First lady Michelle Obama and Walt Disney Company Chairman CEO Robert A. Iger at a news conference in Washington, D.C June 5, 2012, to announce Disney’s new standards for food advertising. (AP Photo/Manuel Balce Ceneta)
The Walt Disney Co. said Tuesday that it will become the first major media company in the U.S. to ban such ads for its TV channels, radio stations and websites intended for children.
The guidelines won't go into effect until 2015 because of existing advertising agreements.
First Lady Michelle Obama called the announcement a "game changer" in a statement.
"With this new initiative, Disney is doing what no major media company has ever done before in the U.S. -- and what I hope every company will do going forward," Obama said.
Disney says its guidelines are aligned with federal standards to promote the consumption of fruits and vegetables and reduce the intake of sodium, sugar and saturated fat.
The kids' meals offered by traditional fast-food chains may not meet the new advertising guidelines, even if the meals come with healthy side orders, says Leslie Goodman, Disney's senior vice president of corporate citizenship. That's because Disney will be assessing the restaurant's broader offerings in deciding whether to approve ads.
The company will have to show it offers a broader menu of healthier options, she said.
For example, a complete meal under Disney's guidelines could have no more than 600 calories and a side dish no more than 200 calories.
Without naming specific companies, Goodman said there are ads currently running on Disney channels that would not meet the new standards.
Disney CEO Bob Iger said there might be a short-term reduction in advertising revenue, but that he hopes companies will eventually create products that meet the standards.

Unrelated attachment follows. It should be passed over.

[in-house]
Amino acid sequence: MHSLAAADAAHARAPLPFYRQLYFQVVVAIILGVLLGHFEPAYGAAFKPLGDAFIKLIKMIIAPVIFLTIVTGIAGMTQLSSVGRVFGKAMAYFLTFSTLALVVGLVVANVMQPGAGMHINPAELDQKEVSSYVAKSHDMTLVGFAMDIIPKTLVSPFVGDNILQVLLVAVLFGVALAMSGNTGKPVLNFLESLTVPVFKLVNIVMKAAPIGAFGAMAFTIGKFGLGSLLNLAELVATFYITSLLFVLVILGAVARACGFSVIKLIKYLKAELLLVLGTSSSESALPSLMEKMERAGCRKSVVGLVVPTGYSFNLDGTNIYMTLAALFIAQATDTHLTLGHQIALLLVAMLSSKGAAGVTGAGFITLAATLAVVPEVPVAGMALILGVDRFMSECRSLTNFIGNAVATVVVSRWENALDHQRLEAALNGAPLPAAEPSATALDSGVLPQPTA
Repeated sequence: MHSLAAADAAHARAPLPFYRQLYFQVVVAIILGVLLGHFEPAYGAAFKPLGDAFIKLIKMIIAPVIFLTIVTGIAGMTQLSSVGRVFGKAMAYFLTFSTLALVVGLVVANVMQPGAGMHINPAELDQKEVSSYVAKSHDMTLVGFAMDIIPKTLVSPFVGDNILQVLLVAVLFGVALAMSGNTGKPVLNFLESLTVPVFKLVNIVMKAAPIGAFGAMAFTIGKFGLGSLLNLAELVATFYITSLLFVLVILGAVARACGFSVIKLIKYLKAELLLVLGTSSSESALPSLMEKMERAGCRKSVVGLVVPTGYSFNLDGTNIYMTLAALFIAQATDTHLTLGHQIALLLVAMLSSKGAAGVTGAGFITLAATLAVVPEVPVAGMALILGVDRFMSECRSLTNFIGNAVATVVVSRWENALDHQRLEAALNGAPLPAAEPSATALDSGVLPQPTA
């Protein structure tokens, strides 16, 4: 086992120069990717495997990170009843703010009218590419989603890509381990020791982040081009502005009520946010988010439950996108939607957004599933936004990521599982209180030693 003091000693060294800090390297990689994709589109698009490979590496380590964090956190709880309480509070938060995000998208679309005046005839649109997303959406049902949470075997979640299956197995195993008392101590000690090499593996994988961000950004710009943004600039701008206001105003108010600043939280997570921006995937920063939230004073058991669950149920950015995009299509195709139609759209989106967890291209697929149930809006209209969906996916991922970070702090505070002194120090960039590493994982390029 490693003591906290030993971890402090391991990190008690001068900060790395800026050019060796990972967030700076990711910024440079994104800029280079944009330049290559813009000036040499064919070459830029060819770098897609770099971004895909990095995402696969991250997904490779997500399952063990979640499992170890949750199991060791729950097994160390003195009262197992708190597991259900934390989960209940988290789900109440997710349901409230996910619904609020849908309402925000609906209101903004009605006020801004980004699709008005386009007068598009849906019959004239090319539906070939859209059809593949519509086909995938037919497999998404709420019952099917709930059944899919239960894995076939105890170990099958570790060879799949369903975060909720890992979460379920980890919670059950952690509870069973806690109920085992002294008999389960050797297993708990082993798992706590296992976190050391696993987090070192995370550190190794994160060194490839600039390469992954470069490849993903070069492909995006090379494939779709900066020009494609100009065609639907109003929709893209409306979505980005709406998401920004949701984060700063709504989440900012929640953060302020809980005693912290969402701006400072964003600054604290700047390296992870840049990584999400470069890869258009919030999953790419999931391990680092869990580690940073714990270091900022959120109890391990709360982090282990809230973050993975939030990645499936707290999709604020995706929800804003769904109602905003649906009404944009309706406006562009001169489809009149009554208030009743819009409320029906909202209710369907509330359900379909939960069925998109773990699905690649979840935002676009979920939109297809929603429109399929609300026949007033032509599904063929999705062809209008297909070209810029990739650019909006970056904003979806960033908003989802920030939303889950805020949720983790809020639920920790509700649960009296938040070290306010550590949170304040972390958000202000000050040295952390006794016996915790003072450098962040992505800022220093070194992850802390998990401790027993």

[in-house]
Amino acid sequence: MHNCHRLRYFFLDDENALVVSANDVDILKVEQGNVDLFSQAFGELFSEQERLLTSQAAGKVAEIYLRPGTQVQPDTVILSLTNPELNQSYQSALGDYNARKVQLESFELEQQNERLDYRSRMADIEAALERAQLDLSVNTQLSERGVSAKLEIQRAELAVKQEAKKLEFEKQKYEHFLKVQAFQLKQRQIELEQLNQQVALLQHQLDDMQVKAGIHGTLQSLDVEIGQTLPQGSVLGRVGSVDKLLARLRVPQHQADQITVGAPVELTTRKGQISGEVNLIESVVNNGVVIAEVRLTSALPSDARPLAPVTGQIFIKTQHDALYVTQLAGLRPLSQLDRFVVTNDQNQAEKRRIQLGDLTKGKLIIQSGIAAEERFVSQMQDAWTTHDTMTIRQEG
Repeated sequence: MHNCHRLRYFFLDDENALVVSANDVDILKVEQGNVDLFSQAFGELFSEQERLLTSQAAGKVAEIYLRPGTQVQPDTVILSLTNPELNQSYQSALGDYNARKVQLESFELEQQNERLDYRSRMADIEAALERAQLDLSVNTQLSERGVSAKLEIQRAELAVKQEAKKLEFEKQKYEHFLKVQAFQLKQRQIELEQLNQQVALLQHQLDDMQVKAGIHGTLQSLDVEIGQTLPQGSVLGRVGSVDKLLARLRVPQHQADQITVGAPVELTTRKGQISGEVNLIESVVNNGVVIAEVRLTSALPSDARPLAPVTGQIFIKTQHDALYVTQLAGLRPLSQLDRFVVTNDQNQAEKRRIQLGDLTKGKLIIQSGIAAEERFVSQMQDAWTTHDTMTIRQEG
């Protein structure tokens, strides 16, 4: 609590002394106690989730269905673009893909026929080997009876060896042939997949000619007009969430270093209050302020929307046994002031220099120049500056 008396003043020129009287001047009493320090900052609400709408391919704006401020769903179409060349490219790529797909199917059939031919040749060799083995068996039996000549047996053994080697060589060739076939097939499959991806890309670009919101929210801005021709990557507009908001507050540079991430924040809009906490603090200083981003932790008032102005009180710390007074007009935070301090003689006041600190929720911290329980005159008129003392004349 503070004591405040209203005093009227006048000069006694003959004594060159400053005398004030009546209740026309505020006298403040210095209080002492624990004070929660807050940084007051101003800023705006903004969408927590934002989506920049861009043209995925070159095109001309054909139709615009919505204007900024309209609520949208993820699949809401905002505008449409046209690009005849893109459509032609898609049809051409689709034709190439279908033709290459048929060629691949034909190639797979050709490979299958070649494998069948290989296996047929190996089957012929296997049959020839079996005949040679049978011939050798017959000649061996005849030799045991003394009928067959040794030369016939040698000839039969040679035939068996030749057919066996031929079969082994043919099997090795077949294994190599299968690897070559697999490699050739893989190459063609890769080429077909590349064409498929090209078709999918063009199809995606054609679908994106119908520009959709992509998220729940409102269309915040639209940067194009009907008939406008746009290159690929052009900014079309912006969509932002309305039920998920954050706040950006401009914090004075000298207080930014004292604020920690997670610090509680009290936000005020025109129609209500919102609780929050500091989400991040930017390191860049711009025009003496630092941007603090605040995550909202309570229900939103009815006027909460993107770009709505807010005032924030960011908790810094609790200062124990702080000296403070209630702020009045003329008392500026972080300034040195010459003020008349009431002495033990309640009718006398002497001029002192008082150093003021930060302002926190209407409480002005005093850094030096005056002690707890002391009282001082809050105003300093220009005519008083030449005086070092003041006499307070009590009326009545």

Public health and childhood obesity experts cautioned that the effectiveness of any ban will be in how junk food is defined by the company. Previous attempts by the food industry to regulate marketing to children have been criticized as being too generous in which products were allowed.
But Aviva Must, chairwoman of the Department of Public Health and Community Medicine at Tufts School of Medicine, said Disney could succeed where government thus far has made little progress.
"There seems to be limited taste for government regulation," said Must, who has studied childhood obesity for decades. "So I think a large company like Disney taking a stand and putting in a policy with teeth is a good step."
Margo Wootan, nutrition policy director at the Center for Science in the Public Interest, said she hopes Disney's decision triggers similar changes with other companies.
"Disney's announcement really puts a lot of pressure on Nickelodeon and Cartoon Network and other media to do the same," she said.